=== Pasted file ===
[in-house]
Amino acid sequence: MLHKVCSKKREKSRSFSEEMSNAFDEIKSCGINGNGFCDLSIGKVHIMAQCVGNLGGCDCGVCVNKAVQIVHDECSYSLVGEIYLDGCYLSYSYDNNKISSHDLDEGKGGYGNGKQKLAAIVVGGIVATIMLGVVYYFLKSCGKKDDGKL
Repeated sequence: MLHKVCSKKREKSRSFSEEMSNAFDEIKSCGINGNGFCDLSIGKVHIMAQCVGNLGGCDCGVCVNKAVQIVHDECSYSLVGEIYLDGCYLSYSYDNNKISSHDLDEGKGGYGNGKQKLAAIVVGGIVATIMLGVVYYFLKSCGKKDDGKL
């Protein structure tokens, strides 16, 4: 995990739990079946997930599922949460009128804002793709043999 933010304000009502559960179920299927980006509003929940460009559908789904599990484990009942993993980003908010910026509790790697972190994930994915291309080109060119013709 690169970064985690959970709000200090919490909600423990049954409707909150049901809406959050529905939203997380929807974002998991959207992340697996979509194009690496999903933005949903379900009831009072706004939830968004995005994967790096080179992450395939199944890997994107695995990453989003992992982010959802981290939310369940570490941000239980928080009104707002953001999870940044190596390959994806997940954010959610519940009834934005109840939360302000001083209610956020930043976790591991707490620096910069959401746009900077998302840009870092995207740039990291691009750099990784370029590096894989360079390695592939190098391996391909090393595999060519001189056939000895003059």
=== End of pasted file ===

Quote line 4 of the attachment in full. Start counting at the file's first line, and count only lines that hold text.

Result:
């Protein structure tokens, strides 16, 4: 995990739990079946997930599922949460009128804002793709043999 933010304000009502559960179920299927980006509003929940460009559908789904599990484990009942993993980003908010910026509790790697972190994930994915291309080109060119013709 690169970064985690959970709000200090919490909600423990049954409707909150049901809406959050529905939203997380929807974002998991959207992340697996979509194009690496999903933005949903379900009831009072706004939830968004995005994967790096080179992450395939199944890997994107695995990453989003992992982010959802981290939310369940570490941000239980928080009104707002953001999870940044190596390959994806997940954010959610519940009834934005109840939360302000001083209610956020930043976790591991707490620096910069959401746009900077998302840009870092995207740039990291691009750099990784370029590096894989360079390695592939190098391996391909090393595999060519001189056939000895003059």